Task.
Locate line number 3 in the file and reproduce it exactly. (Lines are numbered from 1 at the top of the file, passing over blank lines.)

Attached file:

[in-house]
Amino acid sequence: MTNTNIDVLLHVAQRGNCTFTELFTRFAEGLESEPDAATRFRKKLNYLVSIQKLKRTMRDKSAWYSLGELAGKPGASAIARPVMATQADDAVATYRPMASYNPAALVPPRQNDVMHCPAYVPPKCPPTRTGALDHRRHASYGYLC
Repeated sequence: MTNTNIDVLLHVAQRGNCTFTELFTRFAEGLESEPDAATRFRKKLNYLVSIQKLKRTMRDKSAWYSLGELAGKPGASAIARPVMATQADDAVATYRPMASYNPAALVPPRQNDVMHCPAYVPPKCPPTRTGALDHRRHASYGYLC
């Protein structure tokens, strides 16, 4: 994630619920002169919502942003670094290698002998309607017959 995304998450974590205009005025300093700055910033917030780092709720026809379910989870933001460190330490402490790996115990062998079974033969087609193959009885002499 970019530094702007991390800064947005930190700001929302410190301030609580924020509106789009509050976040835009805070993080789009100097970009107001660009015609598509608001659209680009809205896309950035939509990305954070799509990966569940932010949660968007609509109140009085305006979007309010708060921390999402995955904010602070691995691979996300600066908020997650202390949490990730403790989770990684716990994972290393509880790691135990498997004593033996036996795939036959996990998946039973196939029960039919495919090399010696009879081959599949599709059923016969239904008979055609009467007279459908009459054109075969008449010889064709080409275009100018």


Repeated sequence: MTNTNIDVLLHVAQRGNCTFTELFTRFAEGLESEPDAATRFRKKLNYLVSIQKLKRTMRDKSAWYSLGELAGKPGASAIARPVMATQADDAVATYRPMASYNPAALVPPRQNDVMHCPAYVPPKCPPTRTGALDHRRHASYGYLC